It is such a shame that the village shop is closed on Sundays. Otherwise, I could have gone there and someone would have said, “Cold enough for you?”, allowing me to embark on a 200-word riff on the banality of rustic conversations. Of course, that would assume that there was someone else in the village shop at the time of my visit, which is actually a bit of a long shot. Most of the villagers prefer to make the 52 mile round trip to Asda in Ashington to do their shopping, though that will not stop them complaining vociferously when their village shop closes down.
As it is, all I can do is report that the wind in my face as I reluctantly trudged around the dog’s favourite walk this afternoon was as marrow-chillingly, bitterly cold as anything I have experienced this winter. I expected to see the fields littered with the frozen corpses of new-born lambs, but they all seemed to be coping with the conditions surprisingly well. They weren’t even wearing the makeshift plastic macs that the shepherds sometimes fashion out of old fertiliser sacks. Of course they breed them tough Up North. For some reason I was reminded of the Viz character Rock Lobster, a tattooed, fag-smoking crustacean which climbs out of pans of boiling water proclaiming “That’s nowt, man!”
Trust me, it was colder than it looks
I’d spent the morning doing the sort of mindless things with which reclusive old bachelors fill their Sundays, like ironing shirts and making some cuttings from last month’s newspapers before I chucked them in the recycling bin. As I did so, I thought with increasing desperation of what I could write to fill my weekly newspaper column. For some reason (and it’s nothing to do with fancying him, I can assure you) my mind kept turning back to Michael Portillo. Then I remembered that he has a unique distinction: he is the only politician to whom I have ever been moved to write a fan letter.
It was in January 1997, and he had just mounted a virtuoso defence on the Today programme of the Government’s decision to order a new Royal Yacht. Being Mr Anal (which should lead to some interesting referrals to this site from Google), it was the work of seconds to locate not only my letter but the reply to it, which was penned on his behalf by the secretary to the Director General Surface Ships. This emphasised the huge contribution made by HMY Britannia during over a million miles of service over the previous 43 years, and concluded that “The new Yacht will continue her work as a symbol of the Crown, the Kingdom and its maritime traditions. It should also assist in promoting British interests, and add powerfully to official occasions when it enters service in time for the Golden Jubilee in 2002.”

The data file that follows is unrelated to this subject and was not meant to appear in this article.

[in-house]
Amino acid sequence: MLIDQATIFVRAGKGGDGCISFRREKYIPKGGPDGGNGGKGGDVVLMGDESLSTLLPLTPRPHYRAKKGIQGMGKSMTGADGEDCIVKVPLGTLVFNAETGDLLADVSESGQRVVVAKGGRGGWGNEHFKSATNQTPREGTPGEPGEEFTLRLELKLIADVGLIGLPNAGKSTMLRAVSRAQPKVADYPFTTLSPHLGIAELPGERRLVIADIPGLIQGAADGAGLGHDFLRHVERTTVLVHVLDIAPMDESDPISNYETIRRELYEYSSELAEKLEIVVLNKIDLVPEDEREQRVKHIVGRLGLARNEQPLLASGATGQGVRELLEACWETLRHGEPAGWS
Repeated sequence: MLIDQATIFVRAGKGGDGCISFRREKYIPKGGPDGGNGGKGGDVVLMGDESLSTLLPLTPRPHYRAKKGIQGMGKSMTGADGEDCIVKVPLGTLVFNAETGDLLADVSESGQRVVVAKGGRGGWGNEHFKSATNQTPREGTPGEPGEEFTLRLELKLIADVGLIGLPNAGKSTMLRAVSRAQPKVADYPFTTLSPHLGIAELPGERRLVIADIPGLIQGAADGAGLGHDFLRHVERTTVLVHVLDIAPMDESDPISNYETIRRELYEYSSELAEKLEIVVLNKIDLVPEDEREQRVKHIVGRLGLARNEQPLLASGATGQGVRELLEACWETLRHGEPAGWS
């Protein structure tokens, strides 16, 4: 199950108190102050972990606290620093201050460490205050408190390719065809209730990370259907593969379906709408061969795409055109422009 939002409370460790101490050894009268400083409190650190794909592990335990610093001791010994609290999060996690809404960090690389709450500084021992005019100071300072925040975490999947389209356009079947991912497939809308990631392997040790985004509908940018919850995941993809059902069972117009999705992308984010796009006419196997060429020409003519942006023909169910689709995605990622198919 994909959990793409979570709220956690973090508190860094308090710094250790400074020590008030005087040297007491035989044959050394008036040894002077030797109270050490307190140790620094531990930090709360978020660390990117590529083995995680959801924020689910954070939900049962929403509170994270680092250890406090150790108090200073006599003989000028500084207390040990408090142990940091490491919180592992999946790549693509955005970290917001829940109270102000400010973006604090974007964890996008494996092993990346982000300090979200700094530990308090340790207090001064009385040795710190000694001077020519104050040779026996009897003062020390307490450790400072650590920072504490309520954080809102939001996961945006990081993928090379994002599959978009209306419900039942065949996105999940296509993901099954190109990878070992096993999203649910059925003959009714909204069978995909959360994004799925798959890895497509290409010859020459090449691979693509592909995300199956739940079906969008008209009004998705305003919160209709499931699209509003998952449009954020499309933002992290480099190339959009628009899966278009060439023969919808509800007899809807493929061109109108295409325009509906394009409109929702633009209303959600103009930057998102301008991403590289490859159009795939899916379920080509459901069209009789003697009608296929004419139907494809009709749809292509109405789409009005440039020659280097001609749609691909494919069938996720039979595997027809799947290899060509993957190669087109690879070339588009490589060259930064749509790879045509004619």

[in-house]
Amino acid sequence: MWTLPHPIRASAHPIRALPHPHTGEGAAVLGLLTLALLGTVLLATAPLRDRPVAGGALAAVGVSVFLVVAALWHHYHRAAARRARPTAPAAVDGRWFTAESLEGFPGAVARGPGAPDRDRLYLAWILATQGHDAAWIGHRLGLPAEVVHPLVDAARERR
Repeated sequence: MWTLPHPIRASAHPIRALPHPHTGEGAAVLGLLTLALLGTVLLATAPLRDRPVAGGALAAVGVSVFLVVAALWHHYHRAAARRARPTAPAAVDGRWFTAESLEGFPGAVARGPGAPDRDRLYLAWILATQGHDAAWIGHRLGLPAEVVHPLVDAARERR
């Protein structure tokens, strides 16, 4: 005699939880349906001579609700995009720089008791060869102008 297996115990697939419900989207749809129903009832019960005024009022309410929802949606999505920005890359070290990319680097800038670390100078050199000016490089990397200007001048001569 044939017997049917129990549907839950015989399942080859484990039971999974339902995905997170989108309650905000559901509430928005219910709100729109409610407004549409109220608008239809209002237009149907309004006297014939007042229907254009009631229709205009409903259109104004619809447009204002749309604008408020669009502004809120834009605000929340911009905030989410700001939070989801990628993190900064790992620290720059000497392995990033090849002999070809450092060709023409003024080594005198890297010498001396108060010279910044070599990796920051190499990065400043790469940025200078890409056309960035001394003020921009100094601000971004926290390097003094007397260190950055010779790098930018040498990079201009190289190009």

If only. Of course I realized at the time that the belated decision to replace Britannia was an entirely cynical attempt to rally the support of Tory loyalists like me, who had been disgusted by the performance of the Major government, and that the failure to secure all-party support for the announcement made it totally pointless. The new yacht was duly cancelled by incoming Chancellor Gordon Brown shortly after the election, in a characteristic act of petty spite. It must have been about the last decision he actually managed to make without several weeks of frenzied dithering beforehand. Or maybe he did that even then, but it was just less obvious when he was at the Treasury rather than 10 Downing Street.
In any event, it all looks splendidly ironic now that he has become so keen on the symbols of British nationhood. I can think of very few things that did more for our standing in the world than Britannia, and its replacement would no doubt have been more useful for that purpose than one of those long-promised aircraft carriers, which are in any event clearly never going to be built. So I happily wrote about that, and about Mr Portillo’s other illuminating comments on John Major, already revealed on this blog on All Fools’ Day. Ah, the relief of getting something onto paper and not having to worry about it immediately before tomorrow’s deadline. I gladly slumped onto the sofa in the evening and watched BBC3’s new sitcoms, thinking that the barn dance on Barry Island in Gavin and Stacey, performed to a duet sung by Rob Brydon and Ruth Jones, was probably enough in itself to justify my annual licence fee. Such moments of contentment are rare enough to deserve recording (as the programme would have been, if I hadn’t been too reluctant to brave the intense cold by emerging from under my duvet).
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